And as for the crops themselves, they looked at BD and non-BD grapes and found that:
“Analysis of the leaves showed no differences between treatments [and] there were no differences in yield, cluster count, cluster weight, and berry weight.”
And so we see that, after a careful, scientific, examination, BD can be summed up thus: There is no difference between biodynamic wine and the regular organic stuff.
No difference. None. Zip. Bupkis. And for my friends around the world: Keiner. Ninguna. Ei mitään. Kανένας. なし. 没有. 없음. لا شيء.
So What’s the Big Deal?
At this point, thoughtful readers might be saying to themselves: OK, fine. BD is, as Douglas Adams might’ve said, a load of fetid dingo’s kidneys. But in the end, why should we give a fig if a bunch of credulous lackwits want to muck about with peeled mice and stuffed bladders?
We should care for several reasons.
The Cost of Folly
Biodynamic field preparations are preposterously expensive. The head of production at the Benziger winery estimates that the BD process costs 10 to 15 times more than conventional practices. The BD process also wastes time and human resources (most local supermarkets don’t regularly stock bovine mesenteries) which translates, when coupled with the increased production costs, to a higher price per bottle for consumers.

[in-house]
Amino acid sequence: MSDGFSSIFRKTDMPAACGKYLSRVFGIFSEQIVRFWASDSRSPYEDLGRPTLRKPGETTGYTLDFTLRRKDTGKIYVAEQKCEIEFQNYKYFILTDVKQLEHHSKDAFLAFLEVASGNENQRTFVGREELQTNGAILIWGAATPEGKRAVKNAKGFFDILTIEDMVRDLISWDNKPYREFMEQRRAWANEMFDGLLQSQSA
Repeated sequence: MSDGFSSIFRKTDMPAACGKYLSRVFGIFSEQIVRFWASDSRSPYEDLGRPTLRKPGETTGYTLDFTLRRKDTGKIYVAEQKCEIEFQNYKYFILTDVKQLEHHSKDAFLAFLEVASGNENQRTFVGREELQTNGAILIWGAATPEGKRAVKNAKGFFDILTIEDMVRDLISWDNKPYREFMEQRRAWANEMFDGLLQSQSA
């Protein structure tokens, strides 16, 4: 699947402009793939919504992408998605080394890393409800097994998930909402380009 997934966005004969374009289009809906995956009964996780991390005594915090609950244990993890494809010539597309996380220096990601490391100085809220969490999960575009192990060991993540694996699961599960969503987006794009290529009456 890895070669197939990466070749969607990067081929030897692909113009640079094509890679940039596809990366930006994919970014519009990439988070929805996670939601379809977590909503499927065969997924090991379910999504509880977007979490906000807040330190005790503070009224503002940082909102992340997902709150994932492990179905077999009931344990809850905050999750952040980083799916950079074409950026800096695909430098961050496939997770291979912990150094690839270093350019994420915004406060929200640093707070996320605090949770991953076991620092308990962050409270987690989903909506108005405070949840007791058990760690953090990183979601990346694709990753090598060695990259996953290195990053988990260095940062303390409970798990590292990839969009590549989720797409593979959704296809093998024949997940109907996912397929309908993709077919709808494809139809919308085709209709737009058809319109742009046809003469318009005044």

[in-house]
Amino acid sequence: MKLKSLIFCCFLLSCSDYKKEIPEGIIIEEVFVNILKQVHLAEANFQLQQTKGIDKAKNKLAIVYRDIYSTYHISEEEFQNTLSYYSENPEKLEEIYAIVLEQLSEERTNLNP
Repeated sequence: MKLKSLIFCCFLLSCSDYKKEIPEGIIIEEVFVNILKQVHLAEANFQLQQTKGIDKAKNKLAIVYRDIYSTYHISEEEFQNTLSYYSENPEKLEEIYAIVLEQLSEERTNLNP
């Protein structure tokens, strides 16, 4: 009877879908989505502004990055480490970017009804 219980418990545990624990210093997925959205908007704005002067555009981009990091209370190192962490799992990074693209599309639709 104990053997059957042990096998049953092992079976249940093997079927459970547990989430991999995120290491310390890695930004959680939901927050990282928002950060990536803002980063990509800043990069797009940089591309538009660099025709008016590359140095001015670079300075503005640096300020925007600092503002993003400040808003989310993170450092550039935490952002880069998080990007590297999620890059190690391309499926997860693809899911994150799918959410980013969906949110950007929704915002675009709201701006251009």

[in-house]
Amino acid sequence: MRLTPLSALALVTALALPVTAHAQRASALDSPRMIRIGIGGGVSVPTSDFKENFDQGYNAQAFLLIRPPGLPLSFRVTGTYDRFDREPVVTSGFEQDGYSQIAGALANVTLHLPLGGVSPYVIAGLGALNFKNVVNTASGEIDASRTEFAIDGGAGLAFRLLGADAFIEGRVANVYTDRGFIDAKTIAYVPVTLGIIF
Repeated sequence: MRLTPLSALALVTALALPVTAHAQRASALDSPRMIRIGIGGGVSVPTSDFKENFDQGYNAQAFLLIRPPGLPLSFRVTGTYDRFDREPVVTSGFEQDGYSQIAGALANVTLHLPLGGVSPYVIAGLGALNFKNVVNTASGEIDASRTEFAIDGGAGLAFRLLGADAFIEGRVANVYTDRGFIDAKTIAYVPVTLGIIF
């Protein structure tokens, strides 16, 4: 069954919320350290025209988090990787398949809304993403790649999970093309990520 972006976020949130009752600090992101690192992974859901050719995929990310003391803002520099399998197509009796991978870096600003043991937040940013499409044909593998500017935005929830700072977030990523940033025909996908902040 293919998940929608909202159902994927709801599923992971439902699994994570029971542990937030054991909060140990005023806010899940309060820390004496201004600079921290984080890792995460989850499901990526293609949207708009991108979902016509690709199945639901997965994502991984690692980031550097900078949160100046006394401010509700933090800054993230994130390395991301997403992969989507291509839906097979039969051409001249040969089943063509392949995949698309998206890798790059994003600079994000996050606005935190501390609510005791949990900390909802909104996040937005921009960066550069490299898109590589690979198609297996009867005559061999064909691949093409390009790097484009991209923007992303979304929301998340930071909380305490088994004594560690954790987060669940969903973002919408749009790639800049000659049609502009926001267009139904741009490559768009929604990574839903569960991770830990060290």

Which is sad, seeing as wine already has a higher sales mark-up than any other agricultural product on the market. BD enthusiasts (not to mention the merely curious) are being ripped-off, shelling out extra cash for a needlessly expensive product that in no way delivers on its promises, because its promises are fictions.
BD hokum perpetuates foolishness. Just when you think we’ve come a long way as a species, we’re hit with the fact that some of us are still living in caves hiding from the lightning. I find it mystifying that people continue, not only to revel in superstition and irrationality, but to present their views as superior. Don’t get me wrong. In life, it pays to have an open mind. Just not as open as a slop sink.
Do wine snobs really need any additional pretensions?
Folks, biodynamic agriculture is quackery. Snake-oil. A marketing tool aimed at the badly informed, the gullible and the narcissistic. Don’t let yourself get taken in.